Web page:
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November 22, 2005


I would love to see more of the pictures, Freude.

The promise that he and his brother (and Martin) held out for America, so tragically ripped from us, is not gone and surely not forgotten. It's been set aside as the forces of regression have had the pendulum swing in their direction, but make no mistake: Americans are good people. We will regain this lost ground.

I am old, so I was in grade school when this happened. I loved JFK, and was so sad when he was killed. I have worked all my life in social services, many years in a homeless shelter, due in large part to his inspiring message. "what I would do for my country?" I was not be president, but I could make a contribution. I wish that spirit was more in evidence today. Such a loss, even today.

I was young, but I remember it too, B. He was not a perfect President or a god, but the legacy of service and caring for others that he left is sorely missed. He really was an inspiration for so many people, including my mom, who, like larkohio, chose a lifelong career in social services when other, more lucrative options were open to her, and who raised us in the same tradition.

I understand not being able to go into the museum. I had a similar experience in Hiroshima when I was on tour in Japan. We were invited to go to the War Museum there. I had been away from my young children for 2 months and was really missing them. I went in the door with the rest of the people in my show, and the first thing I saw was a little girl's torn dress. I had to leave right then. I waited outside for everyone else to finish the museum tour. I simply could not handle it emotionally.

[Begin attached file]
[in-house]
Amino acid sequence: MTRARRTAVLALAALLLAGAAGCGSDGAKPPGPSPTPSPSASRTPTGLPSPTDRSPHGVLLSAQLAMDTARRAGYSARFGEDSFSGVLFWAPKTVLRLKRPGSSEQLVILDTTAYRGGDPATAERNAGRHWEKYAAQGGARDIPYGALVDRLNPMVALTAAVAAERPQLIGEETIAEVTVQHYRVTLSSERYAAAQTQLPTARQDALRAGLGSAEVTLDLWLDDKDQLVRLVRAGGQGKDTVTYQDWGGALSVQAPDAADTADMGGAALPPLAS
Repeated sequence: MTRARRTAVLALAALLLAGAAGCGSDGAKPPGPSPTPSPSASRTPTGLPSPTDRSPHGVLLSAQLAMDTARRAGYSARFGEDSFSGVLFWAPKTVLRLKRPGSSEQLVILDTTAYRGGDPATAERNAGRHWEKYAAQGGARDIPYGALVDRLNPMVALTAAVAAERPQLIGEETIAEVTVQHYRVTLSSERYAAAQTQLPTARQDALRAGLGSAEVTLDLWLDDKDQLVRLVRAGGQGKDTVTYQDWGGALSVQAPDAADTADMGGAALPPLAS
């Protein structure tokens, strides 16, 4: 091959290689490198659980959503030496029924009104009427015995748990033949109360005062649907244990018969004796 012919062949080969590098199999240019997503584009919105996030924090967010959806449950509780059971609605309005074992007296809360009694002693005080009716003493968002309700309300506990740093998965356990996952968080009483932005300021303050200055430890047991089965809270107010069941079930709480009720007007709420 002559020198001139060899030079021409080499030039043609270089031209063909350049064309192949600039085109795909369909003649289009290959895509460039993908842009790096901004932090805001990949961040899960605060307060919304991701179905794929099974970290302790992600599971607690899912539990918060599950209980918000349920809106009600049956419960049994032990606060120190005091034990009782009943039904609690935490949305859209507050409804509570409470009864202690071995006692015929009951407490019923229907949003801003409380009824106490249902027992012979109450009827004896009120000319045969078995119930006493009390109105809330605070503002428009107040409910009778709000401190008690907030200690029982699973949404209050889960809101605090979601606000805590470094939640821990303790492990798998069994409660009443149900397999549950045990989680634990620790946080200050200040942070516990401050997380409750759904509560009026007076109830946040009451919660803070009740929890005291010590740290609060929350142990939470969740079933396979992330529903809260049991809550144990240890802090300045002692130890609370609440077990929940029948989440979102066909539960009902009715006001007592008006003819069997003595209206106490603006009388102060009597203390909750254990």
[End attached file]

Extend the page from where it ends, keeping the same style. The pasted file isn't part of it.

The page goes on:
but make no mistake: Americans are good people. We will regain this lost ground.

Well said - truth has a liberal bias.

I was 6 years old but remember that and the following days well. It was certainly a much more innocent time so that was a huge "hit" to our nation. I think we started to wake up to how bad civility was in the country with the assassinations of JFK, MLK and RFK. So much was lost in that (turbulent) decade. We'll never know where we could be now. But we sure as hell know where we are now with the pseudo-compassionate/religious right. Large steps backwards and diagonally are being taken everyday.

And larkohio- thanks for what you do. I'm in Ohio as well, btw.

And blogenfreude, forgive me. THANK YOU for remembering!

No problem Chuck ... this is an easy one for me to remember.

but make no mistake: Americans are good people. We will regain this lost ground.

I am more circumspect here ... I have a horrible feeling that the next president will be a Repub, even as slight gains are made in both houses. If things get better, it will be incremental, yet not fast enough. Some Americans are good people. Others will remain in office, or be shuffled around.

i'm a bit pessimistic on the regaining of lost ground too. there just doesn't seem to be any true leaders out there. as in forward thinking. not tweaking this or that. BIG ideas (privatizing social care is not what i consider a big idea). i mean BIG- for example, rebuild N.O. as a green city and use it as a model for the future.

i feel like a hypocrite as well when making a statement like that. why don't i get into politics? could be those pesky skeletons. and lack of $$. and no Yale degree. or secret handshake.

I was in sixth grade when that happened.

We had just come back from lunch.

I shed some tears this morning, some 43 years later, as I do every November 22.

What COULD have been..................

Agit, I am with mc1212 on this one: "i'm a bit pessimistic on the regaining of lost ground too". Just seems to me that the dark side has SO MUCH INFLUENCE, from chemicals in our food, to climate change, to the resource wars....I will continue the good battle, but as I age it is getting more difficult as it gets more important.